I sometimes take sweets out on the bike, but try not to be tempted to eat them, as I eat far too much of the wrong stuff as it is - but it's there if I ride on an empty stomach and run out of steam. Never had a nasty bonk episode but I reckon I have probably come close once or twice due to going out for say 3 hours without any breakfast.
Jelly babies are my ‘go to’ emergency fuel’ as well. They digest nice and easily, and really help if you end up dragging your backside, on an endurance effort. I get the big bags, for a quid, at Poundland. I’m also in the habit of seeking out a Wetherspoons at about the halfway point of my longer rides, and using the downloadable app, to order from my table, so I don’t have to leave my kit, and walk to the bar. Most ‘spoons do a steak and eggs, with a drink, for under a tenner, and that is just about the best mid ride fuel I’ve found, that works for me personally.
 
Some really good info there, I have T2 so have to be sure on fuelling for energy levels , i had an ibonk on the return of a short ride from Windsor , thinking ‘oh, it’s not far ‘10 miles from home I ran out of steam , never again , anyway I’ve never heard of all this twitch muscle stuff , so just looked it up , very interesting and I’ll certainly take it onboard , and do some further reading and put it into practice, hopefully it will help me regain the rest of muscle loss I experienced in my lower left leg . I’ve never had a ride buddy , I’d would think that the two would have to be similar in certain ways of cycling to make a successful partnership ,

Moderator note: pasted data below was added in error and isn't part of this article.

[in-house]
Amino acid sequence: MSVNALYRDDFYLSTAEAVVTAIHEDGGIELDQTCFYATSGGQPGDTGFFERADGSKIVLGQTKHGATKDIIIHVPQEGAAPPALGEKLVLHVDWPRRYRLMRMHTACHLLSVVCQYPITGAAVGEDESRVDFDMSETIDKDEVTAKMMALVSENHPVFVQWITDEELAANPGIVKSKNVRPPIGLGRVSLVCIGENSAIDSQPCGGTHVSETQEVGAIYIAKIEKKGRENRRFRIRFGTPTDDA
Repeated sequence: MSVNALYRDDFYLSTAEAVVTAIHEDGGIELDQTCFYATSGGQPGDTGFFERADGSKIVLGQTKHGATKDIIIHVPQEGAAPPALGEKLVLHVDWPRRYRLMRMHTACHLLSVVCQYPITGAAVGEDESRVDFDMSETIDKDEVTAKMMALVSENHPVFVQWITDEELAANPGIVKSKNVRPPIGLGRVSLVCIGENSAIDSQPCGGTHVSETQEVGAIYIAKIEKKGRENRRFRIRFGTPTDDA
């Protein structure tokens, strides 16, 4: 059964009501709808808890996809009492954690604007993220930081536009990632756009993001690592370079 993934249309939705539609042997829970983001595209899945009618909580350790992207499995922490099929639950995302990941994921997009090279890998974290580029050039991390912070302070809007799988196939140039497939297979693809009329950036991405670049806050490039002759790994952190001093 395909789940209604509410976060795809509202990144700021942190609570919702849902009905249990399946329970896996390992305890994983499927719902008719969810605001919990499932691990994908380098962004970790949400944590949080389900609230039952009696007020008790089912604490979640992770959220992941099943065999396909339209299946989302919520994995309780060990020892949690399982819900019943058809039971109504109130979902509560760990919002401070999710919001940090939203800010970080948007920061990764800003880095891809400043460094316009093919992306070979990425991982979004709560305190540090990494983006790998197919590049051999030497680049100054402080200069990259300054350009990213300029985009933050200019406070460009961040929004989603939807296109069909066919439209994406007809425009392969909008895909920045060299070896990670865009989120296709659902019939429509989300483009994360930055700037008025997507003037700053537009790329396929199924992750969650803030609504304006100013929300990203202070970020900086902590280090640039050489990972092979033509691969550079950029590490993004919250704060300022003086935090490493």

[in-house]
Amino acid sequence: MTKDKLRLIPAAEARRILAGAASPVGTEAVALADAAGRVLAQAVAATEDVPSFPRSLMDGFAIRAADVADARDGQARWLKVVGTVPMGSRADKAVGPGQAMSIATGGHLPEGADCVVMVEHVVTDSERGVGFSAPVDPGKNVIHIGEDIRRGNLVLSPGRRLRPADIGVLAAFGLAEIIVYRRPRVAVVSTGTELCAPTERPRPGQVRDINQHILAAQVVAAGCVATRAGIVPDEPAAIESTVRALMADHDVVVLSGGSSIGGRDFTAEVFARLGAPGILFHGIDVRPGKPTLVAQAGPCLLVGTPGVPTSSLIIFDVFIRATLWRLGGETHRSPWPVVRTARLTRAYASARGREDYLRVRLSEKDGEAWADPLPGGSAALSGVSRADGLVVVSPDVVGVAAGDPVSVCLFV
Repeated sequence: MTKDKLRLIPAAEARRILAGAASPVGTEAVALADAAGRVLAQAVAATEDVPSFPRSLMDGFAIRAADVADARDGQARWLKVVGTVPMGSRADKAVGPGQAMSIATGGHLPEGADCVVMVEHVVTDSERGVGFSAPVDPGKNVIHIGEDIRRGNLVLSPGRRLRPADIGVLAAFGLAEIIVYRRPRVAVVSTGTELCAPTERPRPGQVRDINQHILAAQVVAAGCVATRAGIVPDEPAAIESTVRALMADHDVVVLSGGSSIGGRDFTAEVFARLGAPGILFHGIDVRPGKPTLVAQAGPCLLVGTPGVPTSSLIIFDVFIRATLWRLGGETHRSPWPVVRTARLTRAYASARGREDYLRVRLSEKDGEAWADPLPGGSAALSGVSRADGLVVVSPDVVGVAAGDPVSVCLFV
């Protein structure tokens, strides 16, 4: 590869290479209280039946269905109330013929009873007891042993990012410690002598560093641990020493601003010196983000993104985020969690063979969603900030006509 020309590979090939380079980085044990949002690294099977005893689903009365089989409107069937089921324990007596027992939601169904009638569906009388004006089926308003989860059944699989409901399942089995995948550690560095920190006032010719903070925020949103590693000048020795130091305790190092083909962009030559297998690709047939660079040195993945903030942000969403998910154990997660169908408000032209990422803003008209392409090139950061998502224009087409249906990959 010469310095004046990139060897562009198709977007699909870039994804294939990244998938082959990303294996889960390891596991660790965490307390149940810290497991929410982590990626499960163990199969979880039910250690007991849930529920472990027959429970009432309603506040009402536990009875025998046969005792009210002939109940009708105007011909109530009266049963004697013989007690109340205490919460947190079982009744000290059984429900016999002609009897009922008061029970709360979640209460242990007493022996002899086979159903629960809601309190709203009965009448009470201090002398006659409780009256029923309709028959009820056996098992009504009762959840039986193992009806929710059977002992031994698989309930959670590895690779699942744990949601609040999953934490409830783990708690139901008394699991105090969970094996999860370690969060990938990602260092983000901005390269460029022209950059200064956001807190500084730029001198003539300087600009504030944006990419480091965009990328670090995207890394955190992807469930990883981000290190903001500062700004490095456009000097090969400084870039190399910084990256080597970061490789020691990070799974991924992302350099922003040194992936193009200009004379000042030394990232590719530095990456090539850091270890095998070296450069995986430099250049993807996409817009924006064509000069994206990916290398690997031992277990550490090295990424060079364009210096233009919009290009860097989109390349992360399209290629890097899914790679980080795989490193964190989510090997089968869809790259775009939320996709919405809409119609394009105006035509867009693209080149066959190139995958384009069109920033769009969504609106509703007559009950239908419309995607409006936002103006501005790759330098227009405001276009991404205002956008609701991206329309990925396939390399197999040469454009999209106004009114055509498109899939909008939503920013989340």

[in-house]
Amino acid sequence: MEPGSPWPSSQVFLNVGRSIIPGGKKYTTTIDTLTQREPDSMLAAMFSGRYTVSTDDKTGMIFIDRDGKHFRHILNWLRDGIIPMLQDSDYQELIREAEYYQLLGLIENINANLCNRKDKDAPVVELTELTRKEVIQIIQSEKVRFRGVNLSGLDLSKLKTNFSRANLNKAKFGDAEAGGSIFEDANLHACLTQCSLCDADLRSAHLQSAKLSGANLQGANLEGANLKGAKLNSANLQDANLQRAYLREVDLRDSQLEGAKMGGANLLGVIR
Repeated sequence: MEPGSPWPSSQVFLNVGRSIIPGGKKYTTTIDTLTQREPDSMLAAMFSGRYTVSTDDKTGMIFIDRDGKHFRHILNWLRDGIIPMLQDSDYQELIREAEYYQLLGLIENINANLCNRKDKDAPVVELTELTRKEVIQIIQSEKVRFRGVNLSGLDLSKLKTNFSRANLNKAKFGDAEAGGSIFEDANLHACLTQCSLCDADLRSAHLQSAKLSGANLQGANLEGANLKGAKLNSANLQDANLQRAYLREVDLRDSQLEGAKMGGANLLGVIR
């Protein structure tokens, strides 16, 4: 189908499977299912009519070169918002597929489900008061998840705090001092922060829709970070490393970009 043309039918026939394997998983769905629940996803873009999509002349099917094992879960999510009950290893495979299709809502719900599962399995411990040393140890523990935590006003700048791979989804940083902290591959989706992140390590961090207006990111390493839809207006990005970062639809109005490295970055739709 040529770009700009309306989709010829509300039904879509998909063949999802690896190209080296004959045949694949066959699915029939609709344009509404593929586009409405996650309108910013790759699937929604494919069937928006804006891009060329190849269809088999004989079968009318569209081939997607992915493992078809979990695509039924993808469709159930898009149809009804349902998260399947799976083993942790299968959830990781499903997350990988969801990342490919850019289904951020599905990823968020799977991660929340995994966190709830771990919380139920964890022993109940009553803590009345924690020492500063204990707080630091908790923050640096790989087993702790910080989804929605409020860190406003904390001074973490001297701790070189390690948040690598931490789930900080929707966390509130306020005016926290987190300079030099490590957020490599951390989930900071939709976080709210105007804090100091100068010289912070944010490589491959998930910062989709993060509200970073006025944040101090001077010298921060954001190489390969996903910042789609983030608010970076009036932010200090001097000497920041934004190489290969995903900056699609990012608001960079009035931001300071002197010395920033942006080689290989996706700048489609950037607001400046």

The differential behaviour of the muscle fibre types isn’t just limited to cycling either, running ( for example) is another good case. Cadence and force, are very important too, as is leg / foot technique. Hence the reason a lot of pro cyclists, become very handy triathletes.
 

meta lon

Guru
This is very much why I just ride on my own. I don't like the feeling of trying to match my pace to someone else. You can have good and bad days on the bike and, if you are having a bad day when the other person is full of beans, it just makes it a chore trying to match their pace if you're not feeling up to it that day.

I've given up trying to chase the distances and speeds I could even do six years ago after back/sciatic problems have robbed me of some leg strength.

Took a gravel bike yesterday and did some off road which made a pleasant change, so something like that might work to give yourself a break and keep the rides interesting.

Wise words @Mo1959

OP, you know what you did wrong and i dare say you've learned a valuable lesson.
People who love cycling have ups and downs just like a marriage :smile:

As said have a few easy rides then go from there.. :okay: